(24)
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For laminar Stokes’ law settling
(25)
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Substituting Eq. (25) into Eq. (23) and rearranging for Stokes’ law settling, where vtA
= vtB,
(26)
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For transition flow between laminar and turbulent flow,
(27)
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For particle settling in the turbulent range, Eq. (24) holds for equal settling velocities.
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Differential Settling and Separation
of Solids in Classification
For particles CDA = CDB and settling is in the turbulent Newton’s law region,
containing Eq. (20) and (21),
(28)
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If both A and B particles are settling in the same medium, then Eq. (24) and (28) can
be used to make the plots given in Fig. 1 for the relation of velocity to diameter A and
B.
FIGURE 3. Settling and separation of two materials A and B in Newton’s law region.
Example 3
A mixture of silica (B) and galena (A) solid particles having a size range of 5.21 x 10-6 m
to 2.50 x 10-5 m is to be separated by hydraulic classification using free settling
conditions in water at 293.2 K. The specific gravity of silica is 2.65 and that of galena is
7.5. Calculate the size range of the various fractions obtained in the settling. If the
settling is in the laminar region, the drag coefficients will be reasonably close to that for
spheres.
Solution:
The particle-size range is Dp = 5.21 X 10-6 m to Dp = 2.50 x 10-5 m. Densities are ρpA =
7.5(1000) = 7500 kg/m3, ρpB = 2.65(1000) = 2650 kg/m3, ρ = 998 kg/m3 for water at
293.2 K (20°C). The water viscosity µ = 1.005 x 10-3 Pa•s = 1.005 x 10-3 kg/m•s.
Assuming Stokes’ law settling, Eq. (9) becomes as follows:
(29)
The largest Reynolds nurnber occurs for the largest particle and the biggest density,
where DpA = 2.50 x 10-5 m and ρpA = 7500. Substituting into Eq. (29),
Example 3
Substituting into the Reynolds number equation,
(30)
Hence, the settling is in the Stokes’ law region.
Referring to Fig. 3 and using the same nomenclature, the largest size is Dp4 = 2.50 x 10-5
m. The smallest size is Dp1 = 5.21 x 10-6 m. The pure fraction of A consists of DpA4 =
2.50 x 10-5 m to DpA3. The particles, having diameters DpA3 and DpB4, are related by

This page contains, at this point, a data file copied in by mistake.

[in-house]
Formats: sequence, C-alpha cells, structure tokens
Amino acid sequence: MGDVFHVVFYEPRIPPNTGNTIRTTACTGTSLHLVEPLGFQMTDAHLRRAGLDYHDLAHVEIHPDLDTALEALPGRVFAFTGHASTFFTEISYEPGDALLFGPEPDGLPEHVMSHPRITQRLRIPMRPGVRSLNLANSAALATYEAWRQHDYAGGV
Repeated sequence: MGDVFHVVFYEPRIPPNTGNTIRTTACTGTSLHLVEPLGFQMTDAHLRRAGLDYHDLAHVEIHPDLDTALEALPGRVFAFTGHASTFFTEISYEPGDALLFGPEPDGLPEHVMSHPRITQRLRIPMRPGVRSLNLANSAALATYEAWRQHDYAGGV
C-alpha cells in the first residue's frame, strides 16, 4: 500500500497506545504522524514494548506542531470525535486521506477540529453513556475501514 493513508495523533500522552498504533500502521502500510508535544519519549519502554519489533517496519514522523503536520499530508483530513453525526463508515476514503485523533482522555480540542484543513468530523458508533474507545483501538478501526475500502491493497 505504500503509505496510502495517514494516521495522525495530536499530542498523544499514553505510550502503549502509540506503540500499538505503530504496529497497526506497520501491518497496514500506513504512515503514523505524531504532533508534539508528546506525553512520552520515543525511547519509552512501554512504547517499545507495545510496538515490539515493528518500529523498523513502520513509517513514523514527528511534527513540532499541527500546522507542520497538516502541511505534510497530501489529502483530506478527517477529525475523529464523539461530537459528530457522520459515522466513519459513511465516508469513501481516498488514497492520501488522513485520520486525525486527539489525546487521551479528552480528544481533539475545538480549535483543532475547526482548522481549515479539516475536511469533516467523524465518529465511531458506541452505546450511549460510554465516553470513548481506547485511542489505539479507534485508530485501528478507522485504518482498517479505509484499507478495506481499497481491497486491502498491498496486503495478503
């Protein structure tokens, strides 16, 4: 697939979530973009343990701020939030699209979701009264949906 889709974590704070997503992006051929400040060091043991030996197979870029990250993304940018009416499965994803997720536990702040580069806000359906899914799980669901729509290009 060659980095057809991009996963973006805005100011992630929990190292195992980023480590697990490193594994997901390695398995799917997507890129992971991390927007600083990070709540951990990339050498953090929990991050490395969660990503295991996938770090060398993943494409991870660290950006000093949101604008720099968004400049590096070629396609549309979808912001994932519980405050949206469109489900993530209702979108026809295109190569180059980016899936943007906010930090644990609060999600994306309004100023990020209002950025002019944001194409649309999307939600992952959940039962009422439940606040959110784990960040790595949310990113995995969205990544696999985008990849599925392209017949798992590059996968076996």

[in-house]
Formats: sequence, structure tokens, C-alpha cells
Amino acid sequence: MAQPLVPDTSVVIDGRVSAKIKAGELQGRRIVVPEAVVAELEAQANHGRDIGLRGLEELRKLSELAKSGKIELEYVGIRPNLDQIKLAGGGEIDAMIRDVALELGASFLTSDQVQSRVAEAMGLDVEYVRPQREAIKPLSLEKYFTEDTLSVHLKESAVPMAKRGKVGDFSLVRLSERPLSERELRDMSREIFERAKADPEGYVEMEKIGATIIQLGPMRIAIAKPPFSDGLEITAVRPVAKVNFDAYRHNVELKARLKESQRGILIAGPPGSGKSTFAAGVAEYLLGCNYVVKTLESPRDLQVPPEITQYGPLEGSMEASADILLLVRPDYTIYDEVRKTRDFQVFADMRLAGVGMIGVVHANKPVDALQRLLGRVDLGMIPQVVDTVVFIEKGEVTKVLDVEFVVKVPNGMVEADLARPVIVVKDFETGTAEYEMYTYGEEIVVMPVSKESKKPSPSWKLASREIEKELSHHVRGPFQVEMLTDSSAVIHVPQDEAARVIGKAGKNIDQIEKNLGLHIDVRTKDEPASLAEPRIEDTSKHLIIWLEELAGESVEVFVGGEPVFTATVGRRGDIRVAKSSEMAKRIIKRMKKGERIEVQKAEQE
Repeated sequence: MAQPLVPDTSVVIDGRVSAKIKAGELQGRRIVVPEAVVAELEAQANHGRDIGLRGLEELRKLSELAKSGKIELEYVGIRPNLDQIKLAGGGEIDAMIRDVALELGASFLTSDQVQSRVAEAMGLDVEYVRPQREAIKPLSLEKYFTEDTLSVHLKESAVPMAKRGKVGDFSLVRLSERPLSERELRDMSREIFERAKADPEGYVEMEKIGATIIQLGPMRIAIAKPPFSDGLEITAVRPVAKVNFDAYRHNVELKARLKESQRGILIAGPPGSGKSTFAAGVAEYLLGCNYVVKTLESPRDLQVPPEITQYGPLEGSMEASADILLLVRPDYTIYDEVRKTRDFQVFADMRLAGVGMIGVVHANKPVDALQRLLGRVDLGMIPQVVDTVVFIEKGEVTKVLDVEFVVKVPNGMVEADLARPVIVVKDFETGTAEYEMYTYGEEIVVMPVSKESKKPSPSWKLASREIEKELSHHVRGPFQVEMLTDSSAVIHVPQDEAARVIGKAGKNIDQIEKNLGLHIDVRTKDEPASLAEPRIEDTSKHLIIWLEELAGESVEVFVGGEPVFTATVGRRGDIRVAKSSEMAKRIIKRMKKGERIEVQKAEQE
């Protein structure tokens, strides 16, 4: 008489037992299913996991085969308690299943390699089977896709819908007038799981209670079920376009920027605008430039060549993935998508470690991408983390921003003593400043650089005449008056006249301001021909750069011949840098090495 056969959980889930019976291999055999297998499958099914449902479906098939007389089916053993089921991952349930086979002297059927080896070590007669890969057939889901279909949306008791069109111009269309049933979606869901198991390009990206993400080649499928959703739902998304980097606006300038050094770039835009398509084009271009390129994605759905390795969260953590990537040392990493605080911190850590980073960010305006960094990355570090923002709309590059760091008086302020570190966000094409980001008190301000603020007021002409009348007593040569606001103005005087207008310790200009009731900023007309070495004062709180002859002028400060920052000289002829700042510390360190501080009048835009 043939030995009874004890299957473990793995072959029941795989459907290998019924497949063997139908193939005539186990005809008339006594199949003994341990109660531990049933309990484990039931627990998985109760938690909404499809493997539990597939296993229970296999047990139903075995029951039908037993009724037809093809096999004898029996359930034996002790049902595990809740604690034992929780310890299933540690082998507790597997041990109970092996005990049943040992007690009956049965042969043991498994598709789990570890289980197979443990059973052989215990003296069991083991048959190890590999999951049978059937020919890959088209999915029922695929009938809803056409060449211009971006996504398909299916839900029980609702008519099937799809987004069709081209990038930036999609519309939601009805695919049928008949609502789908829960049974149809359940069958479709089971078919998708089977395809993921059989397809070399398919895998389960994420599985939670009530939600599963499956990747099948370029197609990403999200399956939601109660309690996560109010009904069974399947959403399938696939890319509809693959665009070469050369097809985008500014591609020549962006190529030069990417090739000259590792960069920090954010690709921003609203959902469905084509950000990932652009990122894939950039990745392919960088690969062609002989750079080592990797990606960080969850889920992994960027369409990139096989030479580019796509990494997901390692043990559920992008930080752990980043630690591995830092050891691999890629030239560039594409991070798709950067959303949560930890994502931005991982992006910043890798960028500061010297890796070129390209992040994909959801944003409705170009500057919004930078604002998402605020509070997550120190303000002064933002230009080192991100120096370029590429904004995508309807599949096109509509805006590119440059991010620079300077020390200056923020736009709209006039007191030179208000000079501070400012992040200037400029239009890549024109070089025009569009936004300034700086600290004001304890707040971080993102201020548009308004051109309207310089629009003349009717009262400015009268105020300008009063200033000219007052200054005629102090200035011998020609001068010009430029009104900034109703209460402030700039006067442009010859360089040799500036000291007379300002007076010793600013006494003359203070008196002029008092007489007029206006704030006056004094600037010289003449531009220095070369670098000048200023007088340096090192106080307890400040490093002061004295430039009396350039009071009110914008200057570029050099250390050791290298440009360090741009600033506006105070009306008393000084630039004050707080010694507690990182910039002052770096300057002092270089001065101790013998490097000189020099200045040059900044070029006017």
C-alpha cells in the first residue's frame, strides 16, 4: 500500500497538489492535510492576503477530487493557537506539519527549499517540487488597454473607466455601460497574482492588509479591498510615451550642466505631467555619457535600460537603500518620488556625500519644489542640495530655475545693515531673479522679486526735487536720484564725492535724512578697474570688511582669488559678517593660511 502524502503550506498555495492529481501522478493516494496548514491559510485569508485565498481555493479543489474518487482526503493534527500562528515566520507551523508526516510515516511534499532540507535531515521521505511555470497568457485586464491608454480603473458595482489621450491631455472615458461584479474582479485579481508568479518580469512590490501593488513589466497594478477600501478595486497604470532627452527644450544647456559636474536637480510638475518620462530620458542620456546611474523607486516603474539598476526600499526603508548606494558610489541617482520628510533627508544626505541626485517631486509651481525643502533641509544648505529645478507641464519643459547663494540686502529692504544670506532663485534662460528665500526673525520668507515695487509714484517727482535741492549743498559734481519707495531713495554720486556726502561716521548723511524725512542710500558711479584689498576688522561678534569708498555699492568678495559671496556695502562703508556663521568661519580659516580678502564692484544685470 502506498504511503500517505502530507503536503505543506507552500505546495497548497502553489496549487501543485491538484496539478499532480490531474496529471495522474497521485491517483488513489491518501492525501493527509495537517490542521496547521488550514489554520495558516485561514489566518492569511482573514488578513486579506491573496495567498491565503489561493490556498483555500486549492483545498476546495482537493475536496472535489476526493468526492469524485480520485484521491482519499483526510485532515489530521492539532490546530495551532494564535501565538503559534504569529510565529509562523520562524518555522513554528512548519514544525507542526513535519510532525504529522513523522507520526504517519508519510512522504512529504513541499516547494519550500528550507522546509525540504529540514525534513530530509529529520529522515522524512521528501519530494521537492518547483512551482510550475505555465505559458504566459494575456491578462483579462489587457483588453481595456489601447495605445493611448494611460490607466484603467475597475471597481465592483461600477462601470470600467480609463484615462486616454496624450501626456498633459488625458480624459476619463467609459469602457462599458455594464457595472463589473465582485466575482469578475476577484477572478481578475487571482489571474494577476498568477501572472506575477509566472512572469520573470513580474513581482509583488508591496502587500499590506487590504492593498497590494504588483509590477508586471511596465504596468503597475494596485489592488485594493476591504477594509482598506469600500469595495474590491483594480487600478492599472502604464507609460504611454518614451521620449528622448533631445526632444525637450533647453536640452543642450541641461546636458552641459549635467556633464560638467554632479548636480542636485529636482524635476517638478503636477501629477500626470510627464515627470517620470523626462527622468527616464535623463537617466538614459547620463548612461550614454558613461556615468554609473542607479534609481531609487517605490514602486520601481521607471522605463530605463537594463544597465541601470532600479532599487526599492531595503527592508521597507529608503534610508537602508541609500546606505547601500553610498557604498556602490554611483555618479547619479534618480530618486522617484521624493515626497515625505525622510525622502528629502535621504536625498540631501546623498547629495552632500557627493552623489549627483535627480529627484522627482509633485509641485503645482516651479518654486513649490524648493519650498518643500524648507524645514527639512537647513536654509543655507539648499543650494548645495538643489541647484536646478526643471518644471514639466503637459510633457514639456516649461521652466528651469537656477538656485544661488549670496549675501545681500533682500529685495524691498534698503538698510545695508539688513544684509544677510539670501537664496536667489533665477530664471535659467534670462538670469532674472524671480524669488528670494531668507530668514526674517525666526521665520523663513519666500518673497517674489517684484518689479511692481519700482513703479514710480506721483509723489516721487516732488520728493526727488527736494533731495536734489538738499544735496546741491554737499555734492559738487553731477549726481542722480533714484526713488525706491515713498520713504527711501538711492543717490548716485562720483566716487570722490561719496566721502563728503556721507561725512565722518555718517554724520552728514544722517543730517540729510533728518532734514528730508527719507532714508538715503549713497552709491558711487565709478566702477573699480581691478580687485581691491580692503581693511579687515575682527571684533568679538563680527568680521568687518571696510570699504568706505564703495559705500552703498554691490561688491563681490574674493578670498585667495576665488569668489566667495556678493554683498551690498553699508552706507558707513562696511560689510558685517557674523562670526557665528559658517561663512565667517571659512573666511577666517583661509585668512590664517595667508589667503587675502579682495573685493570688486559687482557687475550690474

having equal settling velocities in Eq. (26). Substituting DpB4 = 2.50 x 10-5 m into Eq.
(26) and solving,
The size range of pure B fraction is DpB2 to DpB1 = 5.21 x 10-6 m. The diameter DpB2 is
related to DpA1 = 5.21 x 10-6 by Eq. (26) at equal settling velocities:
Example 3
The three fractions recovered are as follows:
1.The size range of the first fraction of pure A (galena) is as follows:
2. The mixed-fraction size range is as follows:
3. The size range of the third fraction of pure B (silica) is as follows:
Sedimentation and Thickening
1. Mechanisms of sedimentation
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When a dilute slurry is settled by gravity into a clear fluid and a slurry of higher solids
concentration, the process is called sedimentation or sometimes thickening.
To illustrate the method for determining settling velocities and the mechanisms of settling, a
batch settling test is carried out by placing uniform concentration of slurry in a graduated
cylinder
At the start, all the particles settle by free settling in suspension zone B.
The particles zone B settle at a uniform rate at the start, and a clear liquid zone A appears. The
height of z drops at a constant rate.
Zone D also begins to appear, which contains the settled particles at the bottom and zone C is
a transition layer whose solids content varies from that in zone B to that in zone D.
After further settling, zone B and C disappear. Then compression first appears; this moment is
called the critical point
During compression, liquid is expelled upward from zone D and the thickness of zone D
decreases.
FIGURE 4. Batch sedimentation results:
(a) original uniform suspension,